With 3 cards to go I have left a trump, 9 and the J. In dummy, I have Ax and 9. If north started with 4 clubs, he is squeezed in clubs and diamonds and it is a show-up. If south started with 4 hearts and 4 clubs, he is squeezed and also just a show-up squeeze. If clubs started 3-3, it is a double squeeze. North must hold the top diamond, south much hold the top heart, and neither defender can protect clubs. So, this is actually a fairly easy squeeze to execute once the defense helps out by keeping transportation open. Note that if south takes the second heart (and still returns a trump), only the club-heart squeeze works, because the diamond threat in dummy goes away when I have to ruff both diamonds to get to my hand to ruff a heart and pull the rest of the trumps. See you in Orlando.

AJB Dominates D7 North American Pairs

For the second straight year, teenagers from the Atlanta area won 1st and 2nd on the flight C district 7 NAP. In fact, this year they took 3rd as well. Congratulations to this year’s winners who will represent GA, SC, NC, and eastern TN at the spring NABC in Louisville: 1st Saachi Hingorani and Aashna Choudhary; 2nd Angie Green and Mili Raina, who I was going to play with in B but there’s a conflict w/ B and C at the nationals; 3rd Ricoh Das, who I also play with/teach, and Murphy Green.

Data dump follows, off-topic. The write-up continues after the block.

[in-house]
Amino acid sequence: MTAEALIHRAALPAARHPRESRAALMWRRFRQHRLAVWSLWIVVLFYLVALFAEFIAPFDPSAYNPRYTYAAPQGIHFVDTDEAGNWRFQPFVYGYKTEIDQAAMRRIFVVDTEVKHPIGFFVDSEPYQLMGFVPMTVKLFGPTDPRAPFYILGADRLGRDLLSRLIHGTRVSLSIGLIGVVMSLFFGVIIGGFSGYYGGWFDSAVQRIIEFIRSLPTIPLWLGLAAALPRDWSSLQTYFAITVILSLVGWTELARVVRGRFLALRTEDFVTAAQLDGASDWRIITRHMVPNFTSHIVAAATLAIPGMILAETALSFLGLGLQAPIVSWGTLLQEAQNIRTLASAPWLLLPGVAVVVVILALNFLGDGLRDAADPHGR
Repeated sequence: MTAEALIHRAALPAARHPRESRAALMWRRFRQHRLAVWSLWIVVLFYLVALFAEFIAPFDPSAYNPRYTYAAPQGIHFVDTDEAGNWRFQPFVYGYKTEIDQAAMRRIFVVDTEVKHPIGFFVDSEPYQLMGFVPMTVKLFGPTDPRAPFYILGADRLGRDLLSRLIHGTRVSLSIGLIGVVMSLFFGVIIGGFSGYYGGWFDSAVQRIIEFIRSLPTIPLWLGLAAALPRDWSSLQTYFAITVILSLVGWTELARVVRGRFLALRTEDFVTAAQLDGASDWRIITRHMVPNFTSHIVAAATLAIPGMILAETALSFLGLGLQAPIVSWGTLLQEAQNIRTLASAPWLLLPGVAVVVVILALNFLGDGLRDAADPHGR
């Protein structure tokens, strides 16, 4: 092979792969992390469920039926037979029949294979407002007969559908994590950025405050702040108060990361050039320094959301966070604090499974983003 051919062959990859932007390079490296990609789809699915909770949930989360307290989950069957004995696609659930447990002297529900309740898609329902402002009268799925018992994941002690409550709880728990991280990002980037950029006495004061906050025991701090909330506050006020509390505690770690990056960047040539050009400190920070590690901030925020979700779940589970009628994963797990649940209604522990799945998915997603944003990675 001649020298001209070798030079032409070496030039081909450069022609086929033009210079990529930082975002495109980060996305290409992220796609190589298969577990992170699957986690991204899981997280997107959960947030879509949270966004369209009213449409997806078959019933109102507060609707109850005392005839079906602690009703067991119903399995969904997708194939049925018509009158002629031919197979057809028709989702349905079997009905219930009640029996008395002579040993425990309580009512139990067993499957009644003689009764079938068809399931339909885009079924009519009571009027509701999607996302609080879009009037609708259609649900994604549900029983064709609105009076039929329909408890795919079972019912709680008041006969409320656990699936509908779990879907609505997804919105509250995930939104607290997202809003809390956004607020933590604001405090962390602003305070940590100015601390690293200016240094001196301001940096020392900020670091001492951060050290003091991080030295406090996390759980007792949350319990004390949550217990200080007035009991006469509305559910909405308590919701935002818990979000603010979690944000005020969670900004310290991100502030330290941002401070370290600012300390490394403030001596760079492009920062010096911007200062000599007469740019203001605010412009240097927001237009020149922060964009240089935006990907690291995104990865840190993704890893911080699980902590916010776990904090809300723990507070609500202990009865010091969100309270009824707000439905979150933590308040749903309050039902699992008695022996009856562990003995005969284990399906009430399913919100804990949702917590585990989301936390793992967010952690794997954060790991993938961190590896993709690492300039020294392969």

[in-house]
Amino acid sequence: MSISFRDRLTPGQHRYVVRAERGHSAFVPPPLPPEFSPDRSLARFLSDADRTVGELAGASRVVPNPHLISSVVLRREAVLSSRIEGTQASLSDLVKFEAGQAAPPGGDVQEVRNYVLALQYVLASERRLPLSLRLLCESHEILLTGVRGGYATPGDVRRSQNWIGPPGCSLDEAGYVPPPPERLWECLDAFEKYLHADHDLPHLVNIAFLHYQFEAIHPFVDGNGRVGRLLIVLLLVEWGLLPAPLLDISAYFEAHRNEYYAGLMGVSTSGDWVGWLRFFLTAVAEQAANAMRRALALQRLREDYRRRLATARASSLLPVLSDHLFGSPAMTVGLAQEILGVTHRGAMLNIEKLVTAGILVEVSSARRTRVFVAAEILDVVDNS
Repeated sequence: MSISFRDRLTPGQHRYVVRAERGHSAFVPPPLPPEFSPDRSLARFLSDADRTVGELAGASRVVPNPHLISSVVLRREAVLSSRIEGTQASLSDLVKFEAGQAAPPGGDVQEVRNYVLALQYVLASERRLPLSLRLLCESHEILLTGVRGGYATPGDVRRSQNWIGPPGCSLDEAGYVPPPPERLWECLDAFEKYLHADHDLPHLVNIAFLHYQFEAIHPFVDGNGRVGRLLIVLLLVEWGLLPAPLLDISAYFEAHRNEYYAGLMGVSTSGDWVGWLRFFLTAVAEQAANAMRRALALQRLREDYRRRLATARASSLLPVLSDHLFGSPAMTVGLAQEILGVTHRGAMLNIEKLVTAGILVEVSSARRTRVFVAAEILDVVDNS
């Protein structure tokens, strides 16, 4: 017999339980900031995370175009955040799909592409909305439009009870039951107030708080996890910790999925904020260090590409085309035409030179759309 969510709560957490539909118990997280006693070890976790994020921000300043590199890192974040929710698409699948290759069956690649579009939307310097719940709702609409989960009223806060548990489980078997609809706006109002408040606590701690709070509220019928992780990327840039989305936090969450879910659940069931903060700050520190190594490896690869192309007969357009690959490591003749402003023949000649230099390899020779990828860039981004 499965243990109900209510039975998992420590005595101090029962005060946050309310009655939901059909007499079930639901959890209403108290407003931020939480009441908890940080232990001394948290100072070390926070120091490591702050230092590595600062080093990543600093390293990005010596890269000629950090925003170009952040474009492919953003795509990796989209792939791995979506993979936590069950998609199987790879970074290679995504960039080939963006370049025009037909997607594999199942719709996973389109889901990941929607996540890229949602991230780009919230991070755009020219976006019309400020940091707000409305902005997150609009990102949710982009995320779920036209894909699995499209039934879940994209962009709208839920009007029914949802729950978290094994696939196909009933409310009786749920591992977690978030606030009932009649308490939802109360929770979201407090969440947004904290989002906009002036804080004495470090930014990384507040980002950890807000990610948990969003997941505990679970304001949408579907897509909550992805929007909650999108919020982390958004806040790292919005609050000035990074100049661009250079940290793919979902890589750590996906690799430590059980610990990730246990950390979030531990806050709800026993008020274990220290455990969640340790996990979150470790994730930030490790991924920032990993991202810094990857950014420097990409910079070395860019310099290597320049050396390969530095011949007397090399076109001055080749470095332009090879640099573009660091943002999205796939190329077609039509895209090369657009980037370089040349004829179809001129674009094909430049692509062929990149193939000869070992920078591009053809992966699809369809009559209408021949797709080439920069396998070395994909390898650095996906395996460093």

Atlanta Junior Bridge is clearly doing some good things that will hopefully lead to more success in youth and junior international success in the coming years. I just hope getting beaten by kids doesn’t discourage the older players who are new to bridge or duplicate bridge from continuing to learn the game. And I hope that they don’t get used to winning every – it gets a harder to win in flight B, and much harder in flight A. The winners have been unable to tell me a favorite hand from the tournament to write about but see some of my previous and upcoming posts for a some of my interesting struggles with the same hands in flight A.

What’s a Max Weak Two?

The District 7 NAP finals got off to an ominous start for Emory and I and my defensive mishaps did not improve the rest of the day.

We started against the McLaughlins and they reached 4H after Mark opened a 5-10 weak 2 and then after a 2NT inquiry said he had a good weak 2. He could have shown a weak 2 he is ashamed of, a minimum, a super max, or a solid suit.

Dealer: S

Vul: E-W






















A trump lead stands out to me but apparently lots of people chose a more aggressive lead as we got 2.5 out of 8 when my subsequent defense gave him a trick. He played 4 rounds of hearts and then took a spade finesse and led a club to his K and my ace.